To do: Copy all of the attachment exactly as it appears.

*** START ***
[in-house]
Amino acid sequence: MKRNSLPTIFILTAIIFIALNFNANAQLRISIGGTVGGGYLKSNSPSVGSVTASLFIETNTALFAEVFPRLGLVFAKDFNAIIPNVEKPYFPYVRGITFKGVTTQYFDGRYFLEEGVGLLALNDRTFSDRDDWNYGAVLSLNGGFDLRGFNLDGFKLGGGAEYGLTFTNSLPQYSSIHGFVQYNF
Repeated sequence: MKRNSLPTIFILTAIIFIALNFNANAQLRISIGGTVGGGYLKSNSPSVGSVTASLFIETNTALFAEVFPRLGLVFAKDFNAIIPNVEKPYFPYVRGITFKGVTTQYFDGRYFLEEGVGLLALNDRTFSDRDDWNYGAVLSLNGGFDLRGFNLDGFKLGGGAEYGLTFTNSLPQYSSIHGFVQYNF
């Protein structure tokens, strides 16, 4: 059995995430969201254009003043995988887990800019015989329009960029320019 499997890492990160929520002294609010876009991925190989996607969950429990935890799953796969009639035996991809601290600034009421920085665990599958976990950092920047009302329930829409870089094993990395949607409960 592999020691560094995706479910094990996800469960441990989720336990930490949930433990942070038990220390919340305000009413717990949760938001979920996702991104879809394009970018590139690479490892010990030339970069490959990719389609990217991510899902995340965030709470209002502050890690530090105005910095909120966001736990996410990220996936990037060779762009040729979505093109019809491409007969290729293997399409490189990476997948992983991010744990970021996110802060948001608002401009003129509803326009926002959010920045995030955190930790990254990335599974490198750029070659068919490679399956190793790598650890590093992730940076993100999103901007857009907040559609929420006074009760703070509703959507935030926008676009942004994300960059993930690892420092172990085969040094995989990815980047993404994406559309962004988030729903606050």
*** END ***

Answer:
[in-house]
Amino acid sequence: MKRNSLPTIFILTAIIFIALNFNANAQLRISIGGTVGGGYLKSNSPSVGSVTASLFIETNTALFAEVFPRLGLVFAKDFNAIIPNVEKPYFPYVRGITFKGVTTQYFDGRYFLEEGVGLLALNDRTFSDRDDWNYGAVLSLNGGFDLRGFNLDGFKLGGGAEYGLTFTNSLPQYSSIHGFVQYNF
Repeated sequence: MKRNSLPTIFILTAIIFIALNFNANAQLRISIGGTVGGGYLKSNSPSVGSVTASLFIETNTALFAEVFPRLGLVFAKDFNAIIPNVEKPYFPYVRGITFKGVTTQYFDGRYFLEEGVGLLALNDRTFSDRDDWNYGAVLSLNGGFDLRGFNLDGFKLGGGAEYGLTFTNSLPQYSSIHGFVQYNF
């Protein structure tokens, strides 16, 4: 059995995430969201254009003043995988887990800019015989329009960029320019 499997890492990160929520002294609010876009991925190989996607969950429990935890799953796969009639035996991809601290600034009421920085665990599958976990950092920047009302329930829409870089094993990395949607409960 592999020691560094995706479910094990996800469960441990989720336990930490949930433990942070038990220390919340305000009413717990949760938001979920996702991104879809394009970018590139690479490892010990030339970069490959990719389609990217991510899902995340965030709470209002502050890690530090105005910095909120966001736990996410990220996936990037060779762009040729979505093109019809491409007969290729293997399409490189990476997948992983991010744990970021996110802060948001608002401009003129509803326009926002959010920045995030955190930790990254990335599974490198750029070659068919490679399956190793790598650890590093992730940076993100999103901007857009907040559609929420006074009760703070509703959507935030926008676009942004994300960059993930690892420092172990085969040094995989990815980047993404994406559309962004988030729903606050």